but it is typically in years 5-7. In some cases, the instructor will hear an audible gasp as players learn
that their ships are catching less than they had expected.
When the deep sea becomes unprofitable, some players may try to negotiate catch limits, quotas, or
other forms of self-regulation. One option is to let them react as they wish to the situation: they may
recognize the problem and negotiate, or they may not. Either way their choices will stimulate good
discussion in the debriefing: if they seek to negotiate, why only after there was a crisis? If they do
not, why did they ignore the signs of trouble? Alternatively, you may want to point out the gravity of
the situation to motivate them to seek an agreement to preserve the fishery. You may add information
about the state of the fish stocks by providing a NOAA National Marine Fisheries Service Bulletin
which reports the approximate state of the fishery. For example,
NOAA scientists at the National Marine Fisheries Service reported today that fish stocks in the
deep sea fishery are severely depleted as the result of excessive fishing activity there. They report
that fishing activity in the deep sea is far greater than natural reproduction. The scientists
recommend substantial reductions in the catch and fishing effort in the deep sea to give fish stocks
a chance to recover. The report also finds [if it is true in the simulation] that fish stocks in the
coastal fishery are healthier.
During the crisis, the discussion among the players intensifies. Watch carefully to gauge what is
happening. In some cases, players dont want to slow play because they want those who have made
poor decisions to suffer or they want to see how their own strategy will play out. In other cases,
players may try to negotiate agreements (often spontaneously) and it can be helpful to slow down to
give them a chance to do so. In some cases, players may try to write regulations or seek support from
the instructor for enforcement (see the appendix in the debriefing guide).
After a few minutes, you should again get the group going. Call out encouragements to go fishing, or
announce x minutes left before the end of this phase. Often the players will support this because
those not willing to abide by an agreement will push to have the game continued.

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In rare cases players do create effective proposals for self or government regulation. We discuss
options for administering such regulation in Appendix 2.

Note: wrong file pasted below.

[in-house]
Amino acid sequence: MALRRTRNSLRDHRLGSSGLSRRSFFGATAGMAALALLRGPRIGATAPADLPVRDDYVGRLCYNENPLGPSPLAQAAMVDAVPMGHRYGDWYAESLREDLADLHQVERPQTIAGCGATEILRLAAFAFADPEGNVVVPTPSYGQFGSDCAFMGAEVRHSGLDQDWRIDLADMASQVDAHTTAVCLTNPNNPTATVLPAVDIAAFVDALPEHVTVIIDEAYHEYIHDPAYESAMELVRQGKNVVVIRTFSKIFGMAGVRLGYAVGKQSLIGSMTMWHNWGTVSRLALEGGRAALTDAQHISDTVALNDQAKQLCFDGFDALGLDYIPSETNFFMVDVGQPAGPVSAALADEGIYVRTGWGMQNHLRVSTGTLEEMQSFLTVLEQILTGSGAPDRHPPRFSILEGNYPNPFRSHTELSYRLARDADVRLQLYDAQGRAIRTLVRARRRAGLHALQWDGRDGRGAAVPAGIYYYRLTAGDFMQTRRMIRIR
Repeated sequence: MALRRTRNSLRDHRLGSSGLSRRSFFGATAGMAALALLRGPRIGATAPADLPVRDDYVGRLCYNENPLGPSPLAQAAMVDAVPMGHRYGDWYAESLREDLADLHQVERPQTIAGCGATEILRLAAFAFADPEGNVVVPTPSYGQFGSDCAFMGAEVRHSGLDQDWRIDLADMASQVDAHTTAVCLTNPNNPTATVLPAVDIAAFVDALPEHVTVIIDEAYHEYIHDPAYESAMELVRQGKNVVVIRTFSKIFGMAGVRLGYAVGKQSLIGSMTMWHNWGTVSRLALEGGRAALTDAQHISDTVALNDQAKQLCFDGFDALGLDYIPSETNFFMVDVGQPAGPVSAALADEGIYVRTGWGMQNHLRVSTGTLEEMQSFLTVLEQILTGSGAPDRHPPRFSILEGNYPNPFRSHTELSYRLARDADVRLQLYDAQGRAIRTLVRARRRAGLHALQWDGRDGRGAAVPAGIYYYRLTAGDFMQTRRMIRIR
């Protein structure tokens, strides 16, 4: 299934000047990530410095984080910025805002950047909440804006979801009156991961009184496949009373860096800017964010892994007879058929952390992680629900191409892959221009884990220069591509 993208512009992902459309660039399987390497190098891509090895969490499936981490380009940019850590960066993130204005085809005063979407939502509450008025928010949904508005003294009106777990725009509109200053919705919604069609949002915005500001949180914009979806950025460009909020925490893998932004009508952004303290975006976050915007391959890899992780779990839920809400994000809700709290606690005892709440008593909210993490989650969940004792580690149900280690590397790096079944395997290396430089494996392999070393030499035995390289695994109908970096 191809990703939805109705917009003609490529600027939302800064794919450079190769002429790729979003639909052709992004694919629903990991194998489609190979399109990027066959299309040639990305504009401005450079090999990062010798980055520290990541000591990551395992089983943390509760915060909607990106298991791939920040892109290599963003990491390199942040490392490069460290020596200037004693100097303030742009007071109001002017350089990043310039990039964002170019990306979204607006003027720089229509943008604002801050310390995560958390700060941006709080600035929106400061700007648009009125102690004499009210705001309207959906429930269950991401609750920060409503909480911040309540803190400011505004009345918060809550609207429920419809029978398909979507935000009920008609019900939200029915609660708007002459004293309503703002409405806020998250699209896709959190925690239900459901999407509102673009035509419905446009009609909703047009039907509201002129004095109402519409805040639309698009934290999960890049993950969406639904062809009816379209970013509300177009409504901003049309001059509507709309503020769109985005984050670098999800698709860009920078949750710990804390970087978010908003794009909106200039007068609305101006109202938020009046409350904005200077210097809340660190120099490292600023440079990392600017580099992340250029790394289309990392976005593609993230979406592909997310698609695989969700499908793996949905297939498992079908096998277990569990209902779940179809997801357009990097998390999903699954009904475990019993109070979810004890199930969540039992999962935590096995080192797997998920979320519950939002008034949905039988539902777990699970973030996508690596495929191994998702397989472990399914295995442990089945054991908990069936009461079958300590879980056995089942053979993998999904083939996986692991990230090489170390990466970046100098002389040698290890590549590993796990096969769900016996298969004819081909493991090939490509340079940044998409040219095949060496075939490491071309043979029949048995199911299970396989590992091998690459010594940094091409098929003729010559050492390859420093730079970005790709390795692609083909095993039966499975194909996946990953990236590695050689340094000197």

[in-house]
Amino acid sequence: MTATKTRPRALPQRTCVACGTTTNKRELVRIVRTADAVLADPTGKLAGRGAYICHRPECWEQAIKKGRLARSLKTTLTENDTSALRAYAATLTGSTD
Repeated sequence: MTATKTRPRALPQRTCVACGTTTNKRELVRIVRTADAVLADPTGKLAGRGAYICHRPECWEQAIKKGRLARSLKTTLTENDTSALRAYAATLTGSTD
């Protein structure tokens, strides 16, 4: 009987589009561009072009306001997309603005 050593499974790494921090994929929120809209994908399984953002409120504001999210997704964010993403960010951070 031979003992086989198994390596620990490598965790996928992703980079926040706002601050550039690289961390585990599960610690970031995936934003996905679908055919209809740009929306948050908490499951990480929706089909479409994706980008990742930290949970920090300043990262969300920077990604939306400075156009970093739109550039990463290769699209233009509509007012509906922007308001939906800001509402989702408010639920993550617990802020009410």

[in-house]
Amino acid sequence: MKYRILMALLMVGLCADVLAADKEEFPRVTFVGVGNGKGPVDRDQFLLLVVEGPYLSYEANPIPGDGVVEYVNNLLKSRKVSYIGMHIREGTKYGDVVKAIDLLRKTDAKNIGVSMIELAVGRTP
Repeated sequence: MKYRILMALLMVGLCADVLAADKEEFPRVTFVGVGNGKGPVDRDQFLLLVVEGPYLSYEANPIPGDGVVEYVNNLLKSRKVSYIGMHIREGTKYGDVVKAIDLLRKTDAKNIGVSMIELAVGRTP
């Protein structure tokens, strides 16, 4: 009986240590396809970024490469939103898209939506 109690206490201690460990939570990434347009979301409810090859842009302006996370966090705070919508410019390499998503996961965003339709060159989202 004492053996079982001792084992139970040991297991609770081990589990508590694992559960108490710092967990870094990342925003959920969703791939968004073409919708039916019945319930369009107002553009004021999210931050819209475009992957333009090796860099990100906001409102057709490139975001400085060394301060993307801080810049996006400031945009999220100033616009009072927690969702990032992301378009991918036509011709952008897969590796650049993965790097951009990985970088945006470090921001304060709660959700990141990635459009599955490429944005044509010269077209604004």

Resolution (15 Minutes)
Assuming that no effective regulation has been created, the teams will seek some way of maintaining
their assets. The first response will be to allocate ships to the coastal fishery. However, by then the
total fleet has often grown far larger than the maximum sustainable level. The stock of fish in the
coast then falls very quickly, and fishing will become unprofitable everywhere. Players may then
choose to put some ships in the harbor, or switch back and forth between the coast and deep ocean
fisheries in response to small changes in catch per ship and thus profit across the deep and coastal
fisheries. When, as is common, the total fleet is far higher than the sustainable level, the profit
maximizing, but painful, choice will be to keep the fleet in the harbor where losses will only be
$50/ship/year.
At this point the instructor may choose to buy back ships using the manual auction feature and
entering a negative number of ships. Whether you allow buybacks is entirely up to you, as is the
price at which you offer to buy ships. You can disallow buybacks, wait to see whether players
spontaneously ask you about the possibility of a bank buyback, or announce that it is a possibility.
Generally, we recommend against buybacks. In real fisheries, when an individual fisher sells their
ship, some other fisher buys it, so the total fleet in that fishery does not shrink. The total fleet shrinks
only if ships are scrapped or taken to some other fishery entirely. Many real fishers have limited
options to make a living besides fishing, so even if the fleet could be reduced, there is substantial
inertia in a community dependent on fishing to keep the fishery and fleet going. If you do allow
buybacks, offer $1/ship no matter what the current market value of ships may be (after the collapse of
the New England cod fishery fishing vessels were actually sold at $1). By the time teams want to sell
you their ships, it is likely that fishing has already become unprofitable and that the market value of
ships has collapsed. The bank has a lot of market power, while the fishers are in a state of distress.
Some teams may not wish to sell their ships at such a loss, and there may be disagreements over how